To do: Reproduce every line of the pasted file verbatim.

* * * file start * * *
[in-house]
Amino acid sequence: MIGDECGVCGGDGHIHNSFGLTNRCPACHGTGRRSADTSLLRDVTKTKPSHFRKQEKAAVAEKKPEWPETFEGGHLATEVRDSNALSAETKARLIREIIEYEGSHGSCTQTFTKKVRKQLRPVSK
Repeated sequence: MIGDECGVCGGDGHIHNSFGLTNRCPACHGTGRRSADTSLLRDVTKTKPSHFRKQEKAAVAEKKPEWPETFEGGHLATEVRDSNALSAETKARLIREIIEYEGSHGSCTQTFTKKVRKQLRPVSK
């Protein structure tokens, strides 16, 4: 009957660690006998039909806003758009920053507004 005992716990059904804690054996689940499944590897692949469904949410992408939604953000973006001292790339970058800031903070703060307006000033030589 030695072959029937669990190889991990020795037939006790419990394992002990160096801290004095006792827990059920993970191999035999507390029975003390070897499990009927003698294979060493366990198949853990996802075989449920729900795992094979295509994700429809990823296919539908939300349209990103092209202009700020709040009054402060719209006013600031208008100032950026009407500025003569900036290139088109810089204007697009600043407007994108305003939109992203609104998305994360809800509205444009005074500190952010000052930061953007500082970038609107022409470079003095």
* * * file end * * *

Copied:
[in-house]
Amino acid sequence: MIGDECGVCGGDGHIHNSFGLTNRCPACHGTGRRSADTSLLRDVTKTKPSHFRKQEKAAVAEKKPEWPETFEGGHLATEVRDSNALSAETKARLIREIIEYEGSHGSCTQTFTKKVRKQLRPVSK
Repeated sequence: MIGDECGVCGGDGHIHNSFGLTNRCPACHGTGRRSADTSLLRDVTKTKPSHFRKQEKAAVAEKKPEWPETFEGGHLATEVRDSNALSAETKARLIREIIEYEGSHGSCTQTFTKKVRKQLRPVSK
């Protein structure tokens, strides 16, 4: 009957660690006998039909806003758009920053507004 005992716990059904804690054996689940499944590897692949469904949410992408939604953000973006001292790339970058800031903070703060307006000033030589 030695072959029937669990190889991990020795037939006790419990394992002990160096801290004095006792827990059920993970191999035999507390029975003390070897499990009927003698294979060493366990198949853990996802075989449920729900795992094979295509994700429809990823296919539908939300349209990103092209202009700020709040009054402060719209006013600031208008100032950026009407500025003569900036290139088109810089204007697009600043407007994108305003939109992203609104998305994360809800509205444009005074500190952010000052930061953007500082970038609107022409470079003095």